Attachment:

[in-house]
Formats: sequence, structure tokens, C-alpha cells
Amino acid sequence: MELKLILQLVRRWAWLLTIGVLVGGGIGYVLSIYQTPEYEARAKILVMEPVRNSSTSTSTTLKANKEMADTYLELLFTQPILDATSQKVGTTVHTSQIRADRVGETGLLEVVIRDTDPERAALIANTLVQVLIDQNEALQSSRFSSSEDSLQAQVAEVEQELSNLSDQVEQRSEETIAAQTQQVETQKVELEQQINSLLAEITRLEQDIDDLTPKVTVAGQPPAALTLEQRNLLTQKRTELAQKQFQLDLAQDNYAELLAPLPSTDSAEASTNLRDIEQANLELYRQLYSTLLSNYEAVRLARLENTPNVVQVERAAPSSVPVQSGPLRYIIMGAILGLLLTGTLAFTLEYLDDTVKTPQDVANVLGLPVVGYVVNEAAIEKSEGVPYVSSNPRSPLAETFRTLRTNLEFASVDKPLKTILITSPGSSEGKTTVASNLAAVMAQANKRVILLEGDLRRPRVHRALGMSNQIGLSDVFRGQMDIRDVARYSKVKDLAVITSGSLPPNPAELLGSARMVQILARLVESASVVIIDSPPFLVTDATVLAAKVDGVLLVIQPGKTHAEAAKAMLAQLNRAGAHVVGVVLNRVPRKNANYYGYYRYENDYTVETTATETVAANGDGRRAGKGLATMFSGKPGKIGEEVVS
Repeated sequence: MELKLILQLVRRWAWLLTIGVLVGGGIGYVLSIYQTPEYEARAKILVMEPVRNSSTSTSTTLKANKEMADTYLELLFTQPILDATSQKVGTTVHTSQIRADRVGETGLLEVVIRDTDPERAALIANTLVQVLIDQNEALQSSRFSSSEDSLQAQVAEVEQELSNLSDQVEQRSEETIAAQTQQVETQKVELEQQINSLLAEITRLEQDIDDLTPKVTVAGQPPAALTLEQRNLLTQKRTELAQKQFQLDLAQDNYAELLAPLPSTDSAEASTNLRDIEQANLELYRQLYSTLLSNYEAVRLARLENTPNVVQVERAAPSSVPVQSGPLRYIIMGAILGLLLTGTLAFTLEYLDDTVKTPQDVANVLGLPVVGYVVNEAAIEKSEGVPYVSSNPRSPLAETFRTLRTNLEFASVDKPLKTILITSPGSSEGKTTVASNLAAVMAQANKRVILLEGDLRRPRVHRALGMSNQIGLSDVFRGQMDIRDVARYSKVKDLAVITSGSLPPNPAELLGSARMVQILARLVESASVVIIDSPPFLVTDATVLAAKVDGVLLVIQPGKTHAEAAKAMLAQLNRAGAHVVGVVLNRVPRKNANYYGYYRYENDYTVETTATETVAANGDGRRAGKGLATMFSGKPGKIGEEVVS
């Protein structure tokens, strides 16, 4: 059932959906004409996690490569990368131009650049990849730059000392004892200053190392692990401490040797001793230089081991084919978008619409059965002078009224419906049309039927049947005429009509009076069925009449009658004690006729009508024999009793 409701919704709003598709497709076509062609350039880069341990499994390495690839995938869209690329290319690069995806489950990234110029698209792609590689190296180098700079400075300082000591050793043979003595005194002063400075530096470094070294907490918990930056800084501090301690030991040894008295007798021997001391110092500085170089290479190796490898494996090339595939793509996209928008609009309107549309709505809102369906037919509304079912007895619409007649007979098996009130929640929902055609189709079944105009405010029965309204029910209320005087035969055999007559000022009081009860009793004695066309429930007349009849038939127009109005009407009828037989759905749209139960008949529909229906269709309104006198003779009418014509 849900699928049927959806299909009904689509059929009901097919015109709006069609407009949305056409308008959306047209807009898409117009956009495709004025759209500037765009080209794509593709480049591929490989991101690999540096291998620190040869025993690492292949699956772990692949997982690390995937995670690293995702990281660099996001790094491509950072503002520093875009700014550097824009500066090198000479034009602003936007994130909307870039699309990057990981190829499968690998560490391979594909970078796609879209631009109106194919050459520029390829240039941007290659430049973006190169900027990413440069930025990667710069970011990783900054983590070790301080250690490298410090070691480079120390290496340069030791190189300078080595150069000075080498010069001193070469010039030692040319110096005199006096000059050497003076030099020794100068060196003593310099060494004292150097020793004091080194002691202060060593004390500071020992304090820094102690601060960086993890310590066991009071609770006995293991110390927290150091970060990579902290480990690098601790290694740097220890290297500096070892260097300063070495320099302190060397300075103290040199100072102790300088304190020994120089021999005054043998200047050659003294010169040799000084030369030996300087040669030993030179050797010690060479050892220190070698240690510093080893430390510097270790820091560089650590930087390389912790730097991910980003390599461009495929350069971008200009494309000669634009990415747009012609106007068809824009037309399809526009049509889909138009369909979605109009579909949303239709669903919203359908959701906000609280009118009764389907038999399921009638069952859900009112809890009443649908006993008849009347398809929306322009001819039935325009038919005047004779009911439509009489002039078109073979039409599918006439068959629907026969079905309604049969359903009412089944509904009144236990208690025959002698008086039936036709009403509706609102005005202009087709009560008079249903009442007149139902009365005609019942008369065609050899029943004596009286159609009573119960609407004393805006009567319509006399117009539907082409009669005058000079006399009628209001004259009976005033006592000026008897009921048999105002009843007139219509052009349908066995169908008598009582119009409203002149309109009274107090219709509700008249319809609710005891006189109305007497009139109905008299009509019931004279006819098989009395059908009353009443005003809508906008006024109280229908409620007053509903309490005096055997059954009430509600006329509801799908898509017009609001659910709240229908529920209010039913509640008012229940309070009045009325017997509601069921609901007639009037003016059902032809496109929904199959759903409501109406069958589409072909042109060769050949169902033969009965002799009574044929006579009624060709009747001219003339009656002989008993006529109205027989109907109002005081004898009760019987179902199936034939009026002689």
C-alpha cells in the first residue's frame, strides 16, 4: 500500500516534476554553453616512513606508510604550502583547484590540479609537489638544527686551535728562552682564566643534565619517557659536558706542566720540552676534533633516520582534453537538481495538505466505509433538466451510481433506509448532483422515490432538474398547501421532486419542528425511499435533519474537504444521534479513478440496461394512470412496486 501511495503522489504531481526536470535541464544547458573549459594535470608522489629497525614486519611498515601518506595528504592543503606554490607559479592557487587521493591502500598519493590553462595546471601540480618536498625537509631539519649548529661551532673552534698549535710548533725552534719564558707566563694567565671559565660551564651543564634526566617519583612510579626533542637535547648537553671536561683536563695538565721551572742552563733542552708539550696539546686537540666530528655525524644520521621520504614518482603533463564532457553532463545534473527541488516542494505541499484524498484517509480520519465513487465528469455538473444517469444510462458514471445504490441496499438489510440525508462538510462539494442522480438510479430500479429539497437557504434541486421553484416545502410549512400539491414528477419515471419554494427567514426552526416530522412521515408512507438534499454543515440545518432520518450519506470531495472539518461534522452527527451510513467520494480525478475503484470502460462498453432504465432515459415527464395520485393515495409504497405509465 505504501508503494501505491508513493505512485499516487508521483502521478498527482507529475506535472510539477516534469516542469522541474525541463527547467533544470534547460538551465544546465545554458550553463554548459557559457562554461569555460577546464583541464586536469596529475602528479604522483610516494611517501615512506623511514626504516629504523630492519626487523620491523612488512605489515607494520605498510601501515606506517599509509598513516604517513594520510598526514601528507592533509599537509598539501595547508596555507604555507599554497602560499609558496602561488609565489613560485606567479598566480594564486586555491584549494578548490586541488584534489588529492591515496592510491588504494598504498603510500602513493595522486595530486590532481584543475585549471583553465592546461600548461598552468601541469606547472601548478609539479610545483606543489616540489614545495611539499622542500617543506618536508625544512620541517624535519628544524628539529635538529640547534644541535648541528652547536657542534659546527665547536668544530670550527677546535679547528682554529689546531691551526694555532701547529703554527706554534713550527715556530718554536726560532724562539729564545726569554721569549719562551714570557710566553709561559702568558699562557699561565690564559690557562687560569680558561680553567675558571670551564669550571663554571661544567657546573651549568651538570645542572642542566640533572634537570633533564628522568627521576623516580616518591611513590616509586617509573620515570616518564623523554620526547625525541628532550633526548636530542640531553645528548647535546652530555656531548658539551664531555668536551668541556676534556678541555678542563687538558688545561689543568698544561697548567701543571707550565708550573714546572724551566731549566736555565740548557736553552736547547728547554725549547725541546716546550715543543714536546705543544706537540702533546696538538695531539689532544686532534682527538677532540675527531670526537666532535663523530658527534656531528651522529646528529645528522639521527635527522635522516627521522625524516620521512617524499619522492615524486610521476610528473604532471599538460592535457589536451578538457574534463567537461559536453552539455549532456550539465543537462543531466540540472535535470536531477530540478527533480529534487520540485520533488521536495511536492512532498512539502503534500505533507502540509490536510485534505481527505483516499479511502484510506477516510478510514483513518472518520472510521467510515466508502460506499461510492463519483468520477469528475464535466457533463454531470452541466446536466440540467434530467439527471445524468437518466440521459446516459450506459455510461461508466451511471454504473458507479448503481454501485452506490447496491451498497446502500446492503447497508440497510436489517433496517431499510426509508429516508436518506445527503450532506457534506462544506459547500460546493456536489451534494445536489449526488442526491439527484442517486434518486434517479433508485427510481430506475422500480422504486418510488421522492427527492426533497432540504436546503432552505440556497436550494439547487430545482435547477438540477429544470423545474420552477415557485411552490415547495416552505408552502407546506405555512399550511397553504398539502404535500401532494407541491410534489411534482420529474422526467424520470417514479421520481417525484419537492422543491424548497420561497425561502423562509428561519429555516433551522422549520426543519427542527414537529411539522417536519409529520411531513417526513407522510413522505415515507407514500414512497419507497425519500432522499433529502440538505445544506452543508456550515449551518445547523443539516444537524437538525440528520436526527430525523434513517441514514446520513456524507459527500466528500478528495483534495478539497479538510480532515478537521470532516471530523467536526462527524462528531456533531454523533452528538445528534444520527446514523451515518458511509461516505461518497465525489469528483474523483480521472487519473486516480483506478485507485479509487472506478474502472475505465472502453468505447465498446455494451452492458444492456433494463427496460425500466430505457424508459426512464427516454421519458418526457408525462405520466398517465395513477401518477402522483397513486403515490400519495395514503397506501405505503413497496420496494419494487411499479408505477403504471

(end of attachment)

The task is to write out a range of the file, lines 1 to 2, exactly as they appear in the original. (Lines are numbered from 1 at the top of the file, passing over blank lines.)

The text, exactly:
[in-house]
Formats: sequence, structure tokens, C-alpha cells